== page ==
A particular source of friction was the presence of a variety of British military facilities on the island.

In 1960 Cyprus ceased to be a British Crown Colony and became a republic and the Republic of Cyprus,  Britain, Greece and Turkey agreed that it should be administered jointly as Protectorate. At this time British Sovereign Base Areas (SBAs) were formed.

This would in turn – like so many civil wars – spark division and armed conflict between the two different heritages on the island.

Following a coup by the Cypriot National Guard with the co-operation of a military government on mainland Greece overthrew the Cypriot government, aiming to bring about Enosis.

This prompted the Turkish military invasion of the island in 1974, and Turkey claimed jurisdiction over an area in the north of the island, now known as Northern Turkey.

Today the island is still divided by the ‘Green Line’ – first established in 1963 – in an attempt to ease tension between the two communities. (6)

Since the 1974 Turkish action it has become a demilitarised separation zone which is patrolled by a UNFICYP, a United Nations Peacekeeping force. (7) (8) (9) (10) (11)

The STEN gun shown above was used by members of EOKA in an attack on the police station at Kyrenia in the north of the island on 8 September 1956.

It has been modified with a replacement cocking handle and the magazine housing fixed so it could not be rotated.

For EOKA police stations represented not only British authority but also a place where locally engaged policemen – ‘enemy’ Turkish Cypriot and ‘treacherous’ Greek Cypriots – operated from.

With weapons scarce EOKA carried out raids on British military and police facilities with the aim of acquiring them.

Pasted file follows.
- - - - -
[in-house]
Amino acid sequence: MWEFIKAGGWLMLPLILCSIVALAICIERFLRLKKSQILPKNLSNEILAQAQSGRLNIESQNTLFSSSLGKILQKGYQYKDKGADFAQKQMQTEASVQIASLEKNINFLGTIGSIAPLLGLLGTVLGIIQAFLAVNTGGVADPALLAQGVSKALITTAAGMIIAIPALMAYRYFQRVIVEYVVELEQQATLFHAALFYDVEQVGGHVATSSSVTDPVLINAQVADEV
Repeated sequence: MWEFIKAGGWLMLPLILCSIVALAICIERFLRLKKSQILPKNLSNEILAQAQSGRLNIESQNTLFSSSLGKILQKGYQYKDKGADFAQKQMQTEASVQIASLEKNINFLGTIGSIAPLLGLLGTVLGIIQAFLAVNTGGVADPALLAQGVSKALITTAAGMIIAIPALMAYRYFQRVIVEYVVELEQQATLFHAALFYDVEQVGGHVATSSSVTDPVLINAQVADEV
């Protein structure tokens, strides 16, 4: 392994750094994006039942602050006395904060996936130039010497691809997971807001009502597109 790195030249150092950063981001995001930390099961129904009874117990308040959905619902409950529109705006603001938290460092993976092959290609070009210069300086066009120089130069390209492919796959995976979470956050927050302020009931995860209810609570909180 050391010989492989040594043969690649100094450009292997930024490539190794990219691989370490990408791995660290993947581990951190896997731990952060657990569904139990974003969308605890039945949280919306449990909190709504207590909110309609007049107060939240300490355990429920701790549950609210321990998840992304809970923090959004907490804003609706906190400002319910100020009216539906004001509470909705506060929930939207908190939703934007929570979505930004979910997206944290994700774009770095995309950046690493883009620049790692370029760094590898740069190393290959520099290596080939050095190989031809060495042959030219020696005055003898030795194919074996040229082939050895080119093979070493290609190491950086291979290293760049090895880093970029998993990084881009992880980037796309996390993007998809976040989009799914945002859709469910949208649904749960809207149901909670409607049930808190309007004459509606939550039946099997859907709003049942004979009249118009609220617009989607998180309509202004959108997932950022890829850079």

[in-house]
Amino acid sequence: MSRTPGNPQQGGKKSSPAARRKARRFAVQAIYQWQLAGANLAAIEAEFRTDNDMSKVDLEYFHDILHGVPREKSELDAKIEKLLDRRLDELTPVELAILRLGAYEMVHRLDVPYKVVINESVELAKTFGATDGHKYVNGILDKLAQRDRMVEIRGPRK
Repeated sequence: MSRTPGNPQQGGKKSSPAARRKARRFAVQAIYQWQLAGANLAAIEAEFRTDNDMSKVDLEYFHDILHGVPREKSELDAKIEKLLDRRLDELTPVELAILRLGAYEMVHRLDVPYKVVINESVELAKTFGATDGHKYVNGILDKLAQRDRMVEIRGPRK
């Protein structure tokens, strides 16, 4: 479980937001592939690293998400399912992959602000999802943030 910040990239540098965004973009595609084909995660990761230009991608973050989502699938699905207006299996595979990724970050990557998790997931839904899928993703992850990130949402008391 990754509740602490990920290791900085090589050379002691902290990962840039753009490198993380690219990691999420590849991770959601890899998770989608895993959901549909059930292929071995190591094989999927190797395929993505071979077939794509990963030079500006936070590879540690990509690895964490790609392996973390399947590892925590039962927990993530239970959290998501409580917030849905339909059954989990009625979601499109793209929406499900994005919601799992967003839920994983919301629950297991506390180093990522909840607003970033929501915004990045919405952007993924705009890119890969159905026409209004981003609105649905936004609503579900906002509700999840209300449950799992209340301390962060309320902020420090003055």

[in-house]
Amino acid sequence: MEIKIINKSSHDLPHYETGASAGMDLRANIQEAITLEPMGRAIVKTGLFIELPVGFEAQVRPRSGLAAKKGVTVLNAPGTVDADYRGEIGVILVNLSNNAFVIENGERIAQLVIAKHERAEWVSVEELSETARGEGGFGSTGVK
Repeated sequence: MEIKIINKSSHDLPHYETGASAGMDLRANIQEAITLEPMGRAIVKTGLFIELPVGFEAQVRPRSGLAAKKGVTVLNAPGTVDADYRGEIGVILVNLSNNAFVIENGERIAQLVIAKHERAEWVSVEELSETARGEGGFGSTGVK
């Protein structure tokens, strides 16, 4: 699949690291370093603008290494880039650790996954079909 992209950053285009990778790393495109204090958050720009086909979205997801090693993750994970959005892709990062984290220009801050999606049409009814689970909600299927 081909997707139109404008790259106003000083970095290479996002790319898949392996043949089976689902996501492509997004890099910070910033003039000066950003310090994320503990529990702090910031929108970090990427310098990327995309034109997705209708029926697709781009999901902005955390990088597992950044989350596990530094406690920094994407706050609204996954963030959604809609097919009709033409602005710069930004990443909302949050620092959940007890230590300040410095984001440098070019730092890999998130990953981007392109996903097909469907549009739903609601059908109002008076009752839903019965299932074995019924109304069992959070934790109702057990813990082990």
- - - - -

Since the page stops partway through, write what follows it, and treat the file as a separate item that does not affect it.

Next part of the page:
Sadly IWM’s collection has a number of weapons that were stolen from either British or other sources and used in attacks on the security forces in Cyprus, as well as a number of home-made guns and other improvised arms.

Sources

(1)https://www.globalsecurity.org/military/world/russia/kalashnikov.htm – retrieved 6 March 2019.

(2) https://www.oxfam.org/sites/www.oxfam.org/files/ak-47.pdf – retrieved 6 March 2019.

(3) https://medium.com/war-is-boring/the-world-war-ii-sten-gun-was-cheap-and-dirty-42767cfe2513 – retrieved 6 March 2019.

(4) https://www.militaryfactory.com/smallarms/detail.asp?smallarms_id=668 – retrieved 6 March 2019.

(5) http://norfolktankmuseum.co.uk/sten-machine-carbine/ – retrieved 6 March 2019.

(6) https://www.globalsecurity.org/military/world/europe/cy-green-line.htm – retrieved 6 March 2019.

(7) https://www.lonelyplanet.com/cyprus/travel-tips-and-articles/tracing-history-across-nicosias-green-line/40625c8c-8a11-5710-a052-1479d27689e5 – retrieved 6 March 2019.

(8) https://peacekeeping.un.org/en/mission/unficyp – retrieved 6 March 2019.

(9) http://blogs.reuters.com/photographers-blog/2014/04/10/los-in-time-the-cyprus-buffer-zone/ – retrieved 6 March 2019.

(10) https://www.theatlantic.com/photo/2014/04/frozen-in-time-the-cyprus-buffer-zone/100714/ – retrieved 6 March 2019.

(11) https://www.iwm.org.uk/history/what-caused-the-division-of-the-island-of-cyprus – retrieved 6 March 2019.

Italy’s Resistance Fighters

Richard Maddox

WEARING HIS fazzoletto rosso – the red neckerchief often associated with the Brigate Garibaldi (Garibaldi Brigade) resistance units – and an arm band in the Italian national colours, the anti-Fascist partisan is seen in an image captured by British Army Captain Alfred Reuben Tanner, an official photographer.